8 years – that is how many years I learnt French at school. I got an A in my French O’Level. How have I started every conversation on my holiday in France so far? “Bonjour Monsieur/Madame parlez-vous anglais?”
It is utterly pathetic – no other word covers it. Can you imagine a French man or woman approaching me in England and saying “Good morning, do you speak French?” They’d be laughed out of town! So why is it deemed acceptable for me to expect someone to speak a foreign language in their home country just because my grasp of their language is so utterly feeble?
My memory of French speaking at school is confined to passing the dreaded 5 minute French oral component of the French O’Level. I don’t think I am exaggerating when I say that my 8 years of learning to speak French came down in the final analysis to the moment in my exam when I discovered whether the role play in my French oral would be buying tickets at a railway station or doing the weekly shop in the supermarket.
The emphasis in schools at this time was not on speaking a language but on reading/writing a language. I’ve lost count of the number of fictional French pen pals I wrote letters to over the years in my French lessons. Suffice to say that in my opinion the emphasis was all wrong. What is the point of being able to write a beautiful letter in exquisite French if you can only do an impression of a mute when actually faced with a Frenchman.
It is of course shameful that we, as a nation, have always expected others to speak English and therefore consider language learning as nothing more than a pleasant pastime, nothing to take too seriously as we can always speak English loudly and slowly (and patronisingly) and be understood.
Are things changing nowadays in our schools and more importantly in our national psyche? I can only hope so. My children are exposed to so many more languages than I was in their curriculum – both my sons are currently learning Mandarin – well, this term at least. I really hope that this does not amount to lip service to a variety of languages but results in a generation of children who do not expect English to be spoken by everyone around the world but who feel comfortable expressing themselves in other languages. After all how can you really understand other cultures without some comprehension of the main communication tool – language?
The world is a much smaller place now and the Internet has provided a whole new universal language and also wonderful opportunities for our children to communicate with others across cultural barriers. At school my sons recently skyped with a class of similarly aged children in a Chinese school – what a fantastic communication experience that beats hands down the endless contrived role plays of my language learning experience of the 1980s.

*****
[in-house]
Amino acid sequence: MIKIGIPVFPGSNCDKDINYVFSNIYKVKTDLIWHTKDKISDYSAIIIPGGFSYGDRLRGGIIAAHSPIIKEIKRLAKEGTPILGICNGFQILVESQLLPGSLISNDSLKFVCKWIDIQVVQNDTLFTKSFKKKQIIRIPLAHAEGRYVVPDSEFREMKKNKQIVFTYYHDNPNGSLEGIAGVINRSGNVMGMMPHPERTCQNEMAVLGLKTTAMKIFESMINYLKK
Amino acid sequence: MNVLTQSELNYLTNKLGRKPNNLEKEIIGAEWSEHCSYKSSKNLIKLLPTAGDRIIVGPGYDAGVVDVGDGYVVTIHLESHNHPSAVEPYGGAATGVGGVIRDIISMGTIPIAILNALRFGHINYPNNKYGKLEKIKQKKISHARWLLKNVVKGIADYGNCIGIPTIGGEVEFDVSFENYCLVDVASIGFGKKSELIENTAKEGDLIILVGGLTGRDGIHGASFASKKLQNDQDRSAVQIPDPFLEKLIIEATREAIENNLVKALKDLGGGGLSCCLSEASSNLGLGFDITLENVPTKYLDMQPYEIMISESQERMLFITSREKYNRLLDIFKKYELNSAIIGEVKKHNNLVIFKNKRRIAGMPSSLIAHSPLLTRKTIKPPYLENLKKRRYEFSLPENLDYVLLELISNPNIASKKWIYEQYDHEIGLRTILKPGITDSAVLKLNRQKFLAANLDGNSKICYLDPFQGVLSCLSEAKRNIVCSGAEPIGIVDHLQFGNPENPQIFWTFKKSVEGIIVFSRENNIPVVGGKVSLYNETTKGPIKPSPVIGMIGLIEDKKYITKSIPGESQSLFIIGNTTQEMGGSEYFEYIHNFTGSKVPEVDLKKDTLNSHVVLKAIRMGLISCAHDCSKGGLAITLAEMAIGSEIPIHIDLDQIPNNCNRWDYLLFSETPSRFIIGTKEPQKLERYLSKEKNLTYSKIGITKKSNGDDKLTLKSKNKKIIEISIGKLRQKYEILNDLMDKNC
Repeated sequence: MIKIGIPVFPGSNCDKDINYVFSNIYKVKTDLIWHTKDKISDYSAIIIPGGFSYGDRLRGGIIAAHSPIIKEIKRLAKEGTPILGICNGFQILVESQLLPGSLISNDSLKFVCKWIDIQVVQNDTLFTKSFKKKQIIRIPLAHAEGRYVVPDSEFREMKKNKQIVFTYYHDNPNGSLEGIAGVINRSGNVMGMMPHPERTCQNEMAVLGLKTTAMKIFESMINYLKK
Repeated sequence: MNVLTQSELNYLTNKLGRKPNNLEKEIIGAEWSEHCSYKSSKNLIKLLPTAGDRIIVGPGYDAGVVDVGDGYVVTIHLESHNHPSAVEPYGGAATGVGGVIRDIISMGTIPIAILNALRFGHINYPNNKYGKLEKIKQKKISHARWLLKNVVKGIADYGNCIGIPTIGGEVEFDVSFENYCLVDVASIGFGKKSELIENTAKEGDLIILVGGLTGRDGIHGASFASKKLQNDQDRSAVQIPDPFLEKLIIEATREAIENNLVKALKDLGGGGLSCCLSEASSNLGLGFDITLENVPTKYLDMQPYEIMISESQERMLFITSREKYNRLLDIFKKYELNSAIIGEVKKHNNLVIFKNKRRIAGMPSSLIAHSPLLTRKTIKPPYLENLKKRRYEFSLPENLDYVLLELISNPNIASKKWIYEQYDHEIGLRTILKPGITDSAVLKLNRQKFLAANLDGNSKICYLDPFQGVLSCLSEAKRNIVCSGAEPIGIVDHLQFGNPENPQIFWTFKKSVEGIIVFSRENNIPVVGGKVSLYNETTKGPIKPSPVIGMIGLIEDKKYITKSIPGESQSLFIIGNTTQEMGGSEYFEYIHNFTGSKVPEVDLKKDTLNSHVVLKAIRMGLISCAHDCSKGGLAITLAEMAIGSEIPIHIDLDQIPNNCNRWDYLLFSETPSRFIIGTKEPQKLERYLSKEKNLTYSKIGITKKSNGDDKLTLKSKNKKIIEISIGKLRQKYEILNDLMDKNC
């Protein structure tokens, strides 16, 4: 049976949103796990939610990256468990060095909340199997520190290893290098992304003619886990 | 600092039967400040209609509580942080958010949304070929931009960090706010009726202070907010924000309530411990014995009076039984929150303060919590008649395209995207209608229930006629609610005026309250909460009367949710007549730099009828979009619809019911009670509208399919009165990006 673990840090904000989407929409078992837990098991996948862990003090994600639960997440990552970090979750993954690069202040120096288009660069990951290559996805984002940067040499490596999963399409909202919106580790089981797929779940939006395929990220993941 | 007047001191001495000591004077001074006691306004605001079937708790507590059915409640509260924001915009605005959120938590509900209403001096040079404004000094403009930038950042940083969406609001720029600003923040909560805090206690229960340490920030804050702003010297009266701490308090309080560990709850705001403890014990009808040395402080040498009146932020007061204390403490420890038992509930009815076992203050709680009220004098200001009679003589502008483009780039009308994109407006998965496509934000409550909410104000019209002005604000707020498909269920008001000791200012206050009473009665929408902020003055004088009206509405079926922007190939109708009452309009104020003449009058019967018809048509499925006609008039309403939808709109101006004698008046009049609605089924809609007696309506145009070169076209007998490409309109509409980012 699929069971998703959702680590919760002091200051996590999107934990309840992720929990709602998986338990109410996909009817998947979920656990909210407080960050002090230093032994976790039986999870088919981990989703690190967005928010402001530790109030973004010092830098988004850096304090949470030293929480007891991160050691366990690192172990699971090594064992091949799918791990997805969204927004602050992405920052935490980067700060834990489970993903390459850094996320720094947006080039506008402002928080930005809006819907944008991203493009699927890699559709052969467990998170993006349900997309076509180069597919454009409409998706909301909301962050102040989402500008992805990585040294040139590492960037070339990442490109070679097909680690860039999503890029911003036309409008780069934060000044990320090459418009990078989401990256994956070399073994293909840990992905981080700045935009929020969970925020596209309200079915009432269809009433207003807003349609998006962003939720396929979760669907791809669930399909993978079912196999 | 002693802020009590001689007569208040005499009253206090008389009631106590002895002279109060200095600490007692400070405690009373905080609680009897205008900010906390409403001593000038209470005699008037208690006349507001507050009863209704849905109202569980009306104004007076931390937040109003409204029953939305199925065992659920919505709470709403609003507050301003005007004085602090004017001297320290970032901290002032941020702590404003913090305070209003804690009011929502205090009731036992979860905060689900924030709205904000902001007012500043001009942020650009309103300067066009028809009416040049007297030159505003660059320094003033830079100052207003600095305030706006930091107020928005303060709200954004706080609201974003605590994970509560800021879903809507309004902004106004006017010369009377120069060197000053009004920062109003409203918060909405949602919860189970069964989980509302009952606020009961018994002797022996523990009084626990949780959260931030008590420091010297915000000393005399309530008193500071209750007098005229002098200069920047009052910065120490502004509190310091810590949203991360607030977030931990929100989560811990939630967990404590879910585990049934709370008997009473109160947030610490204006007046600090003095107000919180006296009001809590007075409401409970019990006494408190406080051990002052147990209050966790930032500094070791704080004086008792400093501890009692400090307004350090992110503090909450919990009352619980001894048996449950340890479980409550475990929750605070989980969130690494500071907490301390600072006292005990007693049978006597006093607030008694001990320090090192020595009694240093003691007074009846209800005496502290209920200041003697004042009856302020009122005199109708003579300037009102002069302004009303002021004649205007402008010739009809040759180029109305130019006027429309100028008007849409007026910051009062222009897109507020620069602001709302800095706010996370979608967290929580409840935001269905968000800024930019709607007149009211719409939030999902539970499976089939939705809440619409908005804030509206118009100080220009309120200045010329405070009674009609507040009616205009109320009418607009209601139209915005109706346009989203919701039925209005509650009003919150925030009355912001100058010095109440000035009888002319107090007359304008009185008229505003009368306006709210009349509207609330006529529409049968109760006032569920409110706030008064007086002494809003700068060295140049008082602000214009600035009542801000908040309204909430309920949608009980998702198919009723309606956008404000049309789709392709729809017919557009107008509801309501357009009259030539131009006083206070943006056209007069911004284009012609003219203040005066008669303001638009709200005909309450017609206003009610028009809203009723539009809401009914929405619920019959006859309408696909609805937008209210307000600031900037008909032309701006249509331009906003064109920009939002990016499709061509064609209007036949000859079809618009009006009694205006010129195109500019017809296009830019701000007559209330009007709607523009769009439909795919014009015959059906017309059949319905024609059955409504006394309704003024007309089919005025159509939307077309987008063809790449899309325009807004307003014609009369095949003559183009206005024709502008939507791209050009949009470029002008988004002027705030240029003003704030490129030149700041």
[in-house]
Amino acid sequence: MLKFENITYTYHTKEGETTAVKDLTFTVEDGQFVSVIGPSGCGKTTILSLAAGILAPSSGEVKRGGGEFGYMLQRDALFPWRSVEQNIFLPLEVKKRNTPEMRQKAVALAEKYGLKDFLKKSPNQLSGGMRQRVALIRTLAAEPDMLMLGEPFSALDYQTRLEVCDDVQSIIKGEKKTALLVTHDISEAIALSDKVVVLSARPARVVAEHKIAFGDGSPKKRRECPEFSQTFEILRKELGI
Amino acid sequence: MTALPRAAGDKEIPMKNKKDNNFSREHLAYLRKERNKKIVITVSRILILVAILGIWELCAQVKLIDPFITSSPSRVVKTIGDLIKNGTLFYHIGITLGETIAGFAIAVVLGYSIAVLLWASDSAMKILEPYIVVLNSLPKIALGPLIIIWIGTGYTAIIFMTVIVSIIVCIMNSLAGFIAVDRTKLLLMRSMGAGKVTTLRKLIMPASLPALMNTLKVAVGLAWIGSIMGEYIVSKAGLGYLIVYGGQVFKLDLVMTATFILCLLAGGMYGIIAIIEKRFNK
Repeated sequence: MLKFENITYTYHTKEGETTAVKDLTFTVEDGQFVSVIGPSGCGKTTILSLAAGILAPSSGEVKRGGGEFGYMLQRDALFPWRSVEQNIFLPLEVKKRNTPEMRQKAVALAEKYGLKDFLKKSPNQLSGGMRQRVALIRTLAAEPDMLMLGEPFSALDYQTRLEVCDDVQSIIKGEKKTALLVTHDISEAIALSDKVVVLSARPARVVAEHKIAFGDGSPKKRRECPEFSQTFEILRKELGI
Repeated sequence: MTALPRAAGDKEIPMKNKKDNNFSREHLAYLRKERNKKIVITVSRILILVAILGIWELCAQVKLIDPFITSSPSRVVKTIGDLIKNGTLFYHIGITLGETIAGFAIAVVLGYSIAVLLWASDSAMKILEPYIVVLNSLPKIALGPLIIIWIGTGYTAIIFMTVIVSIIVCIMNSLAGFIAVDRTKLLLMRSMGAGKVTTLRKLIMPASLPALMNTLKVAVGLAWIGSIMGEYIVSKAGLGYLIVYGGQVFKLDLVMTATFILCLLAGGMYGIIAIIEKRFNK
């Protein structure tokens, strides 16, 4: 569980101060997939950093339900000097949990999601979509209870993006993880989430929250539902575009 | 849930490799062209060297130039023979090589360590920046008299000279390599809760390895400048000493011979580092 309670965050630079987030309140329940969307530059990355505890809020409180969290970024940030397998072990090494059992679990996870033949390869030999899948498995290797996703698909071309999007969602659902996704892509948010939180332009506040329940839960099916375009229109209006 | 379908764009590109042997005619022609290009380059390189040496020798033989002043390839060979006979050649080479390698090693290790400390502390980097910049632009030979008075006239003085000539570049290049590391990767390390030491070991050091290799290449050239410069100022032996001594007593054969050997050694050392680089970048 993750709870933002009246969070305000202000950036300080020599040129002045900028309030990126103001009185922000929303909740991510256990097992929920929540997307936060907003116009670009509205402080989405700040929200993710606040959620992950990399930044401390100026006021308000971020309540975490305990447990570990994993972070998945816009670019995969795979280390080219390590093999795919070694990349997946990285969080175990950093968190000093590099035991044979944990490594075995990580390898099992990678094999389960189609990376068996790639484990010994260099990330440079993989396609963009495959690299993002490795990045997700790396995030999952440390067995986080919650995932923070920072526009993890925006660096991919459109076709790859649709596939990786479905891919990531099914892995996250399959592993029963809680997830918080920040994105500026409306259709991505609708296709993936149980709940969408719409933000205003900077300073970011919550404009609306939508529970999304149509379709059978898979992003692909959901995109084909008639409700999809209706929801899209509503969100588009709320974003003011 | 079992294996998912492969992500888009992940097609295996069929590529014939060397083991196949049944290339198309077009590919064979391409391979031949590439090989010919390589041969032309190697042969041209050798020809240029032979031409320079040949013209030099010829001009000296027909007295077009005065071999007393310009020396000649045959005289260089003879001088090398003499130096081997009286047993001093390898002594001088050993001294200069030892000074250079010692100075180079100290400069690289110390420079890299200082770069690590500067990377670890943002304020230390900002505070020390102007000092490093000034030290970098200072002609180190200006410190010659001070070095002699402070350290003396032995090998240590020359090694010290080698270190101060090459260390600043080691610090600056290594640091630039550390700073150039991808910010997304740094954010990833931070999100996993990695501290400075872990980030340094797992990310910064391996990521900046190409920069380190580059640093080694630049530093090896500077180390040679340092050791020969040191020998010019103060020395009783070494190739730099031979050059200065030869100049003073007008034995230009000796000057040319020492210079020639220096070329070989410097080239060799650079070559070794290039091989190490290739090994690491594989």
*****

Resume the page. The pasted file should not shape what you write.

I do think things are changing… although I’m not sure how it will all pan out. I took four years of Latin in high school, which actually has helped me quite a bit with vocab. I took three semesters of Spanish in college and can barely muster, “Hola.” Sad, really.
But these kids today have lots and lots of opportunities. There are certainly more and more study abroad options, especially at the college level. Then, you are forced to speak the language. For real! Other than that, I’m not sure that you can get a real experience (either back in the 80s or today).
I quite agree – nothing beats immersing yourself in a different country. I just feel so ashamed of my inability to communicate in a language I learned for so many years. I did Latin and Greek as my degree so it’s not that I find learning languages hard – it’s all about the expectation that speaking English will always suffice.
I’m impressed. I find learning other languages pretty difficult! But yes, I definitely agree… we are all very smug in our English-speaking-ness. ; )
I totally agree! My Japanese was appalling when I travelled to Japan after finishing high school. Just appalling. When it came to communicating orally and being understood, it was like I was starting from scratch.
Another example of how technology is so darned amazing. I can learn how to play the guitar in the comfort of my own bedroom, and your children are skyping a class in China during their Mandarin class… What will they think of next??
The mind boggles! Technology should make language learning easier but I think the approach is just all wrong. I like this idea of learning to play the guitar from the internet…perhaps my son would practise his guitar a bit more if there was technological intervention!
I took French in high school and was able to live in Avignon for a school semester. I lived with a host family, and the idea was to immerse myself in the culture by speaking only French, eating new food, traveling by myself, etc. I think by living in the country for a while helped cement that language in my brain. I was never fluent, but I could hold my own, and I think it has to do with actively engaging in the culture rather than sitting at a desk and taking a French test.
Alas, it has been over 20 years since I lived there, and I don’t think I could hold my own anymore! 🙂 I can’t even imagine what my accent must sound like, lol.
How fantastic to live in Avignon – such a beautiful place. I totally agree about actively engaging in the culture rather than sitting at a desk and taking a test. My french is pitiful…and as for my accent…:)
I think there was a brief period in the 90s when the emphasis was on the spoken language, but my daughter’s teacher says it’s now gone back to the written tests again. ‘They’ don’t trust teachers to do accurate/honest assessments…because of the league tables…Don’t get me started…!
How depressing. League tables have a lot to answer for!